"Mortgage the house on this one, folks."
That was a post on the Yahoo! message boards from Aug. 10, 2006. The stock referenced had dropped nearly 50% since the beginning of the year, yet it had more than tripled its revenue year over year, and it seemed on the verge of dominating its only competitor.
An apparently enticing situation, we agree. And our poster was ready to go whole hog.
Bait ... and switch!
The truth is plain and simple: There are no stocks worth betting the house on. If anyone tells you otherwise, run in the opposite direction. That's because even "seemingly enticing situations" can turn out to be not-so-enticing after all. The stock in question with our Yahoo! poster was Sirius Satellite Radio, and along with that growing revenue, it had massive debt obligations, more than $1 billion in losses over the past year, and a troubling addiction to shareholder dilution.
So what has Sirius done since Aug. 10, 2006? It's dropped 21%. In other words, we're hoping our poster was speaking in hyperbole, and isn't currently servicing the debt he took on to buy Sirius shares.
You guys are too much
We're not speaking in hyperbole here. More Americans are playing the market without realizing that they're assuming risks that can decimate their brokerage accounts, their savings accounts, and, yes, even their homes. According to a recent New York Times article by Floyd Norris, "American investors are now deeper in debt -- at least in their margin accounts -- than ever before." The total of margin debt for U.S. accountholders climbed to $285.6 billion earlier this year.
Now, that's only half the story. While the raw number increased, the Times article noted that margin debt as a percentage of market capitalization is still much lower than during the bubble years of 1999 and 2000.
We view this with mixed emotions. For one, market exuberance doesn't seem to be at play, as it was when folks were leveraged up to their ears to buy stocks with price-to-earnings (P/E) ratios of 250.
But if the market survives its recent volatility and continues to trend upward, average investors will become even more daring. And that's when those daring investors will take advantage of the rest of the money available to them.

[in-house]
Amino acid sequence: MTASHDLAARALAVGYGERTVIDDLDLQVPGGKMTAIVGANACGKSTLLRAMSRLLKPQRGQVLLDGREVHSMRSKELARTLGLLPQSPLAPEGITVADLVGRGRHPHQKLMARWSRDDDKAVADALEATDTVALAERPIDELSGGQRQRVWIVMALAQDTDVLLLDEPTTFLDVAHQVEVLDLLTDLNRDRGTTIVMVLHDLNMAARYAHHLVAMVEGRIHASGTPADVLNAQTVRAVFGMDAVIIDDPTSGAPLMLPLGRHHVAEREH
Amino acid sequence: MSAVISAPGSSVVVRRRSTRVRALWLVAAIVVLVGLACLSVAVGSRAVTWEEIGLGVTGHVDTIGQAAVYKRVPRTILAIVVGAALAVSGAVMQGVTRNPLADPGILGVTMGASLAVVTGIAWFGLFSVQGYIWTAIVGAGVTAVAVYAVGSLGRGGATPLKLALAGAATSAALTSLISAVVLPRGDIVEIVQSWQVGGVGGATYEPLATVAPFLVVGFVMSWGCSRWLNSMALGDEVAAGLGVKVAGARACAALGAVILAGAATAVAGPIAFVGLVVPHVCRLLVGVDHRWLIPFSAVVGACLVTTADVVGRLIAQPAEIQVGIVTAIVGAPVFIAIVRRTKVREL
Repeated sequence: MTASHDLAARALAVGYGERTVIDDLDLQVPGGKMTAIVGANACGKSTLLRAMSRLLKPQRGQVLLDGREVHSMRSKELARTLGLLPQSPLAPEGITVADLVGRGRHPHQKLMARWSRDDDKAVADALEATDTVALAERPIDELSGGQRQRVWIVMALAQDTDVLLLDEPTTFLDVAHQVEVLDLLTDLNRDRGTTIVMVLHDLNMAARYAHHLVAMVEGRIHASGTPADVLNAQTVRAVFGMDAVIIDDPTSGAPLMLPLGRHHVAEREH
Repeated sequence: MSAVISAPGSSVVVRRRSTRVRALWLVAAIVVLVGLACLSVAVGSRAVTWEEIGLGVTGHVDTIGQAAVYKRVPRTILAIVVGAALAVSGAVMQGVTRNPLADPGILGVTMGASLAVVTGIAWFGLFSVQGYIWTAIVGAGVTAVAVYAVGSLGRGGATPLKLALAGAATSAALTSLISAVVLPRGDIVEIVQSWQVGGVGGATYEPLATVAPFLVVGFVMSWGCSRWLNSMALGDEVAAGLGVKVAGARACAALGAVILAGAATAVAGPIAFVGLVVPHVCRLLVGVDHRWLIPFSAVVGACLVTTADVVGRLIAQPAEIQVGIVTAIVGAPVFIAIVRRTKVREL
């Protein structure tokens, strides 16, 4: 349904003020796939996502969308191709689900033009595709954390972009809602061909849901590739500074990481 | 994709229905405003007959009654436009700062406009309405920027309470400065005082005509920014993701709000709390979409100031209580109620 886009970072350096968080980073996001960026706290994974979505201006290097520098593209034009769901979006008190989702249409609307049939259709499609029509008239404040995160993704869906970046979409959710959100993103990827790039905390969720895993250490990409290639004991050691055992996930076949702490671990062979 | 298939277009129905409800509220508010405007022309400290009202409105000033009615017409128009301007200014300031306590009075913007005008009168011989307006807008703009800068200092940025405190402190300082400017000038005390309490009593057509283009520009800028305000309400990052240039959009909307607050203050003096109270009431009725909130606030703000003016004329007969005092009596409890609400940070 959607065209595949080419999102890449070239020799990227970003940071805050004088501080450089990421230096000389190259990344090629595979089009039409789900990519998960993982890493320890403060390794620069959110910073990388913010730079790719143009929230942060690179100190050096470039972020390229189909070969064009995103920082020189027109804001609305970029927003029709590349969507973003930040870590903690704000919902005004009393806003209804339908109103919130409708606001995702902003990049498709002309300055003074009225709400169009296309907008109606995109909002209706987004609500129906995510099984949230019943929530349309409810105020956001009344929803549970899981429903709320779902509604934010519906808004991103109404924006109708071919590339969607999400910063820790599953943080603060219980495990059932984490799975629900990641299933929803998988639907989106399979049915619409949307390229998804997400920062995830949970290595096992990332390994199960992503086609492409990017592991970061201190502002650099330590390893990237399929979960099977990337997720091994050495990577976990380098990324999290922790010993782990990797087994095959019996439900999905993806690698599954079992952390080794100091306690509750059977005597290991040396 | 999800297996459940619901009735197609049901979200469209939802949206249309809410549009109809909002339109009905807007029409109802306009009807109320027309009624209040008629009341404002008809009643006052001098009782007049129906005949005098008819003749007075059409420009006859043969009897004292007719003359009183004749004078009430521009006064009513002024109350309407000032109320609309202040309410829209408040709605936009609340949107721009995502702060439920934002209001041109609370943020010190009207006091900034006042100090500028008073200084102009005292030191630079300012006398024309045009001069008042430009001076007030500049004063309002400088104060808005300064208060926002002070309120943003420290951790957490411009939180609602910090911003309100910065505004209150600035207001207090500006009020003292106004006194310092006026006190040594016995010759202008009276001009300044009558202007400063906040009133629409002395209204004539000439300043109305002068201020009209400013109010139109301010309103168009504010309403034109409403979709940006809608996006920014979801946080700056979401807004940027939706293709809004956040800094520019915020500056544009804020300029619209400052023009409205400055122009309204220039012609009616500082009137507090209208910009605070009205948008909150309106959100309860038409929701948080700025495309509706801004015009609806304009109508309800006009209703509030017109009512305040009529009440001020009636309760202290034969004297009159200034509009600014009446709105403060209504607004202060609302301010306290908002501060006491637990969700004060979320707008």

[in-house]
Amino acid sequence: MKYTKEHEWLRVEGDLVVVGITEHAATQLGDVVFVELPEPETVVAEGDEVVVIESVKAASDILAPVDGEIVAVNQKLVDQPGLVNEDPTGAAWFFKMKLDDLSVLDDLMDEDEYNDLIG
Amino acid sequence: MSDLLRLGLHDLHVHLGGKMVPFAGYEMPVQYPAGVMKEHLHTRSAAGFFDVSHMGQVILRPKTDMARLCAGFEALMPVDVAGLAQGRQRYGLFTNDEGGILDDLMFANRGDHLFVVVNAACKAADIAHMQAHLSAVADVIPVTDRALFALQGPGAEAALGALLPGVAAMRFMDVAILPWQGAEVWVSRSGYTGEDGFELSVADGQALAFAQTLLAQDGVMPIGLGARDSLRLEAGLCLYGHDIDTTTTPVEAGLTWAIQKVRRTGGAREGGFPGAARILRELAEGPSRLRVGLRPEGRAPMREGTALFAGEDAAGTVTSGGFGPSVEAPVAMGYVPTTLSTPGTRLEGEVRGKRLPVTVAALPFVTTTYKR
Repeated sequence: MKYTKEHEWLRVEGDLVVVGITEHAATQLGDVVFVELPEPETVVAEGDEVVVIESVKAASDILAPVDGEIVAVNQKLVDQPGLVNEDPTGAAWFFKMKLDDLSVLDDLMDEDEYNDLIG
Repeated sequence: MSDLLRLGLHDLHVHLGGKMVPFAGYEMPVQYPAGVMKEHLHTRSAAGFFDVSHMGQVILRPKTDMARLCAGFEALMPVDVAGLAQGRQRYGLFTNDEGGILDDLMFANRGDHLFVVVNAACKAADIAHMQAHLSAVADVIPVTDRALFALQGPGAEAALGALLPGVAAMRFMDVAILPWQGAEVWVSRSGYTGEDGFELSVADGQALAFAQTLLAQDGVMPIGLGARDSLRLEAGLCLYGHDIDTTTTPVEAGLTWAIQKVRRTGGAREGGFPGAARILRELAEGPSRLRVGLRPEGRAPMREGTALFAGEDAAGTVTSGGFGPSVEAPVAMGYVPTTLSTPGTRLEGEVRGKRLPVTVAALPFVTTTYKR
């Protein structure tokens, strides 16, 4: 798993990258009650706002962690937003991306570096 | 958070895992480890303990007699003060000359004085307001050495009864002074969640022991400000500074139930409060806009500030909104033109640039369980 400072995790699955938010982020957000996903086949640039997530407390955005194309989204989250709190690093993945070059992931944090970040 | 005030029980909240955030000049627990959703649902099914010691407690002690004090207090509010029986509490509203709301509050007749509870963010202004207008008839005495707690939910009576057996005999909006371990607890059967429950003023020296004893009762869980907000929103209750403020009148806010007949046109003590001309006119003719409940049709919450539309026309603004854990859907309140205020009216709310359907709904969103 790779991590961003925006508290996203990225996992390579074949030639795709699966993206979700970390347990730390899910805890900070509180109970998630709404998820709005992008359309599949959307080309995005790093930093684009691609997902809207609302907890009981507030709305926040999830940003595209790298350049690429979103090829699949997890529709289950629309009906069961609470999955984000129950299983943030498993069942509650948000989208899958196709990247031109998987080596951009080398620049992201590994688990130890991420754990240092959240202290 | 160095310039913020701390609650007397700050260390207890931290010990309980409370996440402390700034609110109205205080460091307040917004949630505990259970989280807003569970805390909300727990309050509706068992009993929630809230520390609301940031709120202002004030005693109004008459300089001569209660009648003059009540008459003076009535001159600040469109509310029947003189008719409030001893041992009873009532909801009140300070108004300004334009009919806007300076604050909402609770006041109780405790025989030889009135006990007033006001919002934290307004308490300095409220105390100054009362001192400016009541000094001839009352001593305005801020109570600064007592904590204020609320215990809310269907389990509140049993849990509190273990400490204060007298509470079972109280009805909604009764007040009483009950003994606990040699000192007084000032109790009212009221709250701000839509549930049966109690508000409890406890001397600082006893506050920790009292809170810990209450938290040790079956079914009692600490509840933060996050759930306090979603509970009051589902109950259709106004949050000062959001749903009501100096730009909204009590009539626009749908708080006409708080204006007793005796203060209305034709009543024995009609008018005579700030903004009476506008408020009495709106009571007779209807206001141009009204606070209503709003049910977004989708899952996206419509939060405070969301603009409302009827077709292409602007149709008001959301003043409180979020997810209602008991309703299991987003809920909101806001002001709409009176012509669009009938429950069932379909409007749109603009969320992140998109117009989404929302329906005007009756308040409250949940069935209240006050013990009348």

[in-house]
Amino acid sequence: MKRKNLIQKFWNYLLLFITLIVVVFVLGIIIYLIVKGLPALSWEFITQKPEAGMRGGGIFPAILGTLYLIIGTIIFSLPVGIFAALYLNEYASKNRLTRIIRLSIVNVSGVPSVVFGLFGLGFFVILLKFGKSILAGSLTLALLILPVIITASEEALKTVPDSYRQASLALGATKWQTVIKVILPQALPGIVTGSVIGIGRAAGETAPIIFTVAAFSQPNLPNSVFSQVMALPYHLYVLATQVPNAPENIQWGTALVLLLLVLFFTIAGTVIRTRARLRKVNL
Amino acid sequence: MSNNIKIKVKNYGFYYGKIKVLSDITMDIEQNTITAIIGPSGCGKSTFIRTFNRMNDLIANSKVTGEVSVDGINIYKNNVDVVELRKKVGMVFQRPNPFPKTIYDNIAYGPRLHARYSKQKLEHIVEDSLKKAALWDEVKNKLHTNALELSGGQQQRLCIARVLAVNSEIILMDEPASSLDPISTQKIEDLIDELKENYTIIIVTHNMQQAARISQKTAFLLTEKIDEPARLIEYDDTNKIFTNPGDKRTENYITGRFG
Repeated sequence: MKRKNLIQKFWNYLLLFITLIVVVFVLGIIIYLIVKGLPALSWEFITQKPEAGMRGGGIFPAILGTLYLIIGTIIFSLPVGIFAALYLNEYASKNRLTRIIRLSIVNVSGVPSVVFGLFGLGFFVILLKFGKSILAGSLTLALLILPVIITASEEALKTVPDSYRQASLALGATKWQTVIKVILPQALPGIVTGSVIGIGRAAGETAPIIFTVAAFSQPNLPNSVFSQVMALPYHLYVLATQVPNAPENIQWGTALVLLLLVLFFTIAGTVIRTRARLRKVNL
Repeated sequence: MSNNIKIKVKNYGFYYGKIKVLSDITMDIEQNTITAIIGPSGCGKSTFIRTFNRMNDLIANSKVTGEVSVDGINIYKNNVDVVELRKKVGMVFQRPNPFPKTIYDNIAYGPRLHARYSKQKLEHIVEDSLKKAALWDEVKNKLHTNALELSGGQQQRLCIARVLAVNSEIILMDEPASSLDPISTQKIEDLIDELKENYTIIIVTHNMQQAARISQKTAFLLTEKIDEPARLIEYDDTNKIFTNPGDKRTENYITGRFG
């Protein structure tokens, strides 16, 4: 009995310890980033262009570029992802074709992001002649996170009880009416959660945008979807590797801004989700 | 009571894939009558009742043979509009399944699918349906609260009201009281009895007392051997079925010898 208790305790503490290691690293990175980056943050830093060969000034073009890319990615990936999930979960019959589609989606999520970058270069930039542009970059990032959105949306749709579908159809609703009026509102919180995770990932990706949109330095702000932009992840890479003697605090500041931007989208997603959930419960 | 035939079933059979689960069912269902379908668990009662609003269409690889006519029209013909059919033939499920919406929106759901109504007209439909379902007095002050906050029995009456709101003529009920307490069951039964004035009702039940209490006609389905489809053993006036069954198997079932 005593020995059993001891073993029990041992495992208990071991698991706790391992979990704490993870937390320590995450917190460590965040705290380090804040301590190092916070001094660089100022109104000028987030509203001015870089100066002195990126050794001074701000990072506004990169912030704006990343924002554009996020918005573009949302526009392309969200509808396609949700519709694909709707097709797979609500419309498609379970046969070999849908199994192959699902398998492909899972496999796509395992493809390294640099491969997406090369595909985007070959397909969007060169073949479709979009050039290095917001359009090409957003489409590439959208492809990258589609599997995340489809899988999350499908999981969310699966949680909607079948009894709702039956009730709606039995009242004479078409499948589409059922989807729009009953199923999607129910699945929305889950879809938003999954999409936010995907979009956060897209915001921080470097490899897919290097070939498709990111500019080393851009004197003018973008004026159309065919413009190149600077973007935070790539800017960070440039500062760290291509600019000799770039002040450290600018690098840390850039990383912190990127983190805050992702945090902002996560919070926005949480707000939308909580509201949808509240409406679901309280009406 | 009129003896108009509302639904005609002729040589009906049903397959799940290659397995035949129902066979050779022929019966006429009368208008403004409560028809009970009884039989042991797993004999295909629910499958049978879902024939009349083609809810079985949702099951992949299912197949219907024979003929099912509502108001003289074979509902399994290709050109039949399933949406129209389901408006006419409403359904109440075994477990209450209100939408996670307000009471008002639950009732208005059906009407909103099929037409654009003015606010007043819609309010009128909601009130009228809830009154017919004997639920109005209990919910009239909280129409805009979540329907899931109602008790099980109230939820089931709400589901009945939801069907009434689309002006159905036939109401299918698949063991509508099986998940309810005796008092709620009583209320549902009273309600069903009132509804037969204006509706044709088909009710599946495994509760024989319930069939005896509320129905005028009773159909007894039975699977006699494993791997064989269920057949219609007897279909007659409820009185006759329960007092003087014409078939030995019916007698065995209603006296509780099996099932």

You can see the disaster lying in wait here. By the time your average investor feels confident enough to get margined to the hilt, he'll be too late.
And that's when these same investors will use margin to start buying stocks with triple-digit P/E ratios, or worse, triple-digit price-to-sales ratios.
Seriously, it happened
Recently, we happened upon a painful post on our Motley Fool message boards written by a gentleman who maxed out his margin account in 2000 to buy shares of Celera as it was falling.
Like our Sirius poster, he had the right idea. He wanted to make a big bet on a stock he thought was being treated unfairly by the market.
Unfortunately, Celera also shared another trait with Sirius: It was losing more than $100 million each year.
That did not stop investors from buying big into Celera's plans to map the human genome. Optimism for the company was so great that at its peak, shares sold for 263 times sales.
That's right: 263 times sales. For context, EMC
We probably don't need to tell you how it ended for our poster, or for anyone else who went whole hog on Celera in 2000. The company's stock chart tells the whole story.
You're better than that
While the Celera tale may be extreme, it's certainly not the only anecdote of its kind. That's why we advise you to strictly adhere to an investing philosophy that suits your goals, risk tolerance, and time frame -- even if you've happened across a so-called stock to bet the house on. Because big margin bets over the past year on seemingly better-priced stocks such as MGIC Investment
For example, here's what Fool co-founders and Stock Advisor analysts David and Tom Gardner recommend for any investor who is less than an expert:
- Broadly diversify.
- Invest new money on a regular basis.
- Eliminate emotion from your decision-making.
- Expect mistakes.
- Scale back any individual position, or your overall exposure to stocks, if you're fretting about the volatility.
Supercharge your returns
The easiest way to crush the market over the next few decades is to be the patient long-term owner of great companies. And if you can do that and be disciplined in your stock picking, you'll never have to bet the house in order to help you buy a house ... or two.
But if you decide margin has a place in your portfolio, we're not here to tell you that you're wrong. Margin can enhance your returns. But if you use too much and don't know what you're doing, it can wipe out your life savings. That's why we recommend that:
- Unless you are 100% comfortable and have read (at least twice) the margin agreement with your broker, stay away altogether. It's just not worth the hassle.
- If you decide to use margin, keep it at 20% or less of your total portfolio's worth.
- You should never use leverage in a way in which the resulting worst-case scenario would cause you financial ruin. Never.
Of course, if you ask us, patient long-term investors in great companies don't need margin. After all, that's the tack we take at Stock Advisor, where our picks are ahead of the market by more than 35 percentage points on average. You can see all those picks, as well as our top five for new money, with a no-obligation 30-day free trial. Click here for more information.
This article was first published on March 20, 2007. It has been updated.
Tim Hanson and Brian Richards heartily recommend chocolate chunk cookies as a midafternoon snack. They do not own shares of any company mentioned. Kraft is an Income Investor recommendation. The Fool's disclosure policy, while satisfying, is not quite as satisfying as a midafternoon chocolate chunk cookie.